iseason
Hi all

Just musing about gravity and the variation we would feel in gravity, it seems to me would be relative.

for instance, if we are moving freely, then we would experience the difference in the moons gravity. But if we were immersed in water, the medium would also undergo the same variation, so we should react to full immersion in water exactly as if we were on earth.

Of course I am ignoring the environmental impossibilities of plonking a swimming pool on the surface of the moon. So the question is , 'given a lower gravitational environment, would conditions of full immersion be the same as on earth ' ..."relatively".

Cheers
Iseason.
Robittybob1
QUOTE (iseason+Mar 23 2012, 09:18 AM)
Hi all

Just musing about gravity and the variation we would feel in gravity, it seems to me would be relative.

for instance, if we are moving freely, then we would experience the difference in the moons gravity. But if we were immersed in water, the medium would also undergo the same variation, so we should react to full immersion in water exactly as if we were on earth.

Of course I am ignoring the environmental impossibilities of plonking a swimming pool on the surface of the moon. So the question is , 'given a lower gravitational environment, would conditions of full immersion be the same as on earth ' ..."relatively".

Cheers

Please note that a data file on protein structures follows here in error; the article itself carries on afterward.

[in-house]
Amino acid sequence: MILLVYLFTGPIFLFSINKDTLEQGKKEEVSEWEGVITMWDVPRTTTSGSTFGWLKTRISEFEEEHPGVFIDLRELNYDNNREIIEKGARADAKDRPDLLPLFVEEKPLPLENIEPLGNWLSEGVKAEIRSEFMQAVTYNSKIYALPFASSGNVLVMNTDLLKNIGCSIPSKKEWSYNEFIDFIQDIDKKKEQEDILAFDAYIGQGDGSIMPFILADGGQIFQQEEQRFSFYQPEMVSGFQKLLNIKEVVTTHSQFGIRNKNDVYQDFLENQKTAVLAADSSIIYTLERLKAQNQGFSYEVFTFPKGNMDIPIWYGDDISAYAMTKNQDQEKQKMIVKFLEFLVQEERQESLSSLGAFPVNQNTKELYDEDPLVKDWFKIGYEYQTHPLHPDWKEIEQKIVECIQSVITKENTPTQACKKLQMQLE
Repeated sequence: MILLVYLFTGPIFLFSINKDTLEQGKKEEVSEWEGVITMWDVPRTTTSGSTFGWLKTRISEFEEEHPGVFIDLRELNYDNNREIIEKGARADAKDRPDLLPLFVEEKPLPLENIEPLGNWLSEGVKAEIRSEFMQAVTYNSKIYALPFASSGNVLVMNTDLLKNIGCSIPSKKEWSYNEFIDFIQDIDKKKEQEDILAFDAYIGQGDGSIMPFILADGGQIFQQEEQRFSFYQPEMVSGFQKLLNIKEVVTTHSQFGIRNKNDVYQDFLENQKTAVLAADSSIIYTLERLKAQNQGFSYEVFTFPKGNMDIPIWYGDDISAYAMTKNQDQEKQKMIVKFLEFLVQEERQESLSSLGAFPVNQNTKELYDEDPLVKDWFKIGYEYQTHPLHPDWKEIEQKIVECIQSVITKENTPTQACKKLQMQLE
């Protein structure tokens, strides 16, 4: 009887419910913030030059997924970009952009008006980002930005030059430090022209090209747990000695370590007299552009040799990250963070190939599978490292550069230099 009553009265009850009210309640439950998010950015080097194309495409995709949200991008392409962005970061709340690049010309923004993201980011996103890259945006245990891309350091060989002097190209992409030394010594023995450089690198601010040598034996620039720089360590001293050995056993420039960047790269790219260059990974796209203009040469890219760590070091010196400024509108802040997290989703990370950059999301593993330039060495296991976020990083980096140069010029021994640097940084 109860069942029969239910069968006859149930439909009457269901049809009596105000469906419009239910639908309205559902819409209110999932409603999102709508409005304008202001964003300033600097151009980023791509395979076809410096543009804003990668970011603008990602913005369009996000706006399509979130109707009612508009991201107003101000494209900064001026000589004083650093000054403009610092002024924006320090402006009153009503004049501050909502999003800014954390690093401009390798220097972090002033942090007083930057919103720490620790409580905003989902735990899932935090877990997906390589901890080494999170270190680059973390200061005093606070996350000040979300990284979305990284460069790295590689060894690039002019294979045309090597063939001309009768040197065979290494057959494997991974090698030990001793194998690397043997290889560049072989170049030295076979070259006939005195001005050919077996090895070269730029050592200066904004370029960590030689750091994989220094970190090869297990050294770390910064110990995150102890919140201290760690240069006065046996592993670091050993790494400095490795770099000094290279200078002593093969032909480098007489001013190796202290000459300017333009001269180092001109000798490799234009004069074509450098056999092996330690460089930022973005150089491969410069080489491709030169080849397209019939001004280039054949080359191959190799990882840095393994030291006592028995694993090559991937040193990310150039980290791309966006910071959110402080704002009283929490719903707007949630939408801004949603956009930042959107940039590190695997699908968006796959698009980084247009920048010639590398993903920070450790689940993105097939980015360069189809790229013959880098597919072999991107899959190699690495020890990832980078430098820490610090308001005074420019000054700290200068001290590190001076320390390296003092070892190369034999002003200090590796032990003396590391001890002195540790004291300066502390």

Iseason.

What do you mean by relative?

Are you using relative as "In proportion to the strength of gravity on the moon"?

The pressure would be lower but it would give you the same floatation.
Guest
QUOTE (Robittybob1+Mar 23 2012, 09:46 AM)
What do you mean by relative?

Are you using relative as "In proportion to the strength of gravity on the moon"?

The pressure would be lower but it would give you the same floatation.

Hi Robittybob1

Both the water and I would be experience exactly the same gravitational varience.

So I would not be able to notice the difference between swimming underwater on the moon and on earth. That is a relative experience.

Cheers
Iseason
Robittybob1
QUOTE (Guest+Mar 23 2012, 10:15 AM)
Hi Robittybob1

Both the water and I would be experience exactly the same gravitational varience.

So I would not be able to notice the difference between swimming underwater on the moon and on earth. That is a relative experience.

Cheers
Iseason

No you're wrong. You can hold your breath longer underwater on the Moon.
Use this formula developed by Neil Armstrong when they put foot on the Moon.

Tm = Ge/Gm*Te*Om/Oe

T =time under water
G = Relative gravity
O = Oxygen ratio
e for Earth
m for Moon
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